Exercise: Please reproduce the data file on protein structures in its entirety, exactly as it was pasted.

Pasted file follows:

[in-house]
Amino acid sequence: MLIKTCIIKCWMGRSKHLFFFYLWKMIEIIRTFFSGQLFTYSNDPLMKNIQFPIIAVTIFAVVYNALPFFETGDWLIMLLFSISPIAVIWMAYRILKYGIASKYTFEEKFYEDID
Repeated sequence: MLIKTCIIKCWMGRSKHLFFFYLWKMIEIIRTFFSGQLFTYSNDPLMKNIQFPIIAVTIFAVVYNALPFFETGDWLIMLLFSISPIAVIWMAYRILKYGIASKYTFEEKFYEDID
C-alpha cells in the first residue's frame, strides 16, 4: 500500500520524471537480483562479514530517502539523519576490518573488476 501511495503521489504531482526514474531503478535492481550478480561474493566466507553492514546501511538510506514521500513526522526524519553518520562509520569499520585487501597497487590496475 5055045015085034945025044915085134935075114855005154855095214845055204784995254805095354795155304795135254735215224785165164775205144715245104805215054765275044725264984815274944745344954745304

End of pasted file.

[in-house]
Amino acid sequence: MLIKTCIIKCWMGRSKHLFFFYLWKMIEIIRTFFSGQLFTYSNDPLMKNIQFPIIAVTIFAVVYNALPFFETGDWLIMLLFSISPIAVIWMAYRILKYGIASKYTFEEKFYEDID
Repeated sequence: MLIKTCIIKCWMGRSKHLFFFYLWKMIEIIRTFFSGQLFTYSNDPLMKNIQFPIIAVTIFAVVYNALPFFETGDWLIMLLFSISPIAVIWMAYRILKYGIASKYTFEEKFYEDID
C-alpha cells in the first residue's frame, strides 16, 4: 500500500520524471537480483562479514530517502539523519576490518573488476 501511495503521489504531482526514474531503478535492481550478480561474493566466507553492514546501511538510506514521500513526522526524519553518520562509520569499520585487501597497487590496475 5055045015085034945025044915085134935075114855005154855095214845055204784995254805095354795155304795135254735215224785165164775205144715245104805215054765275044725264984815274944745344954745304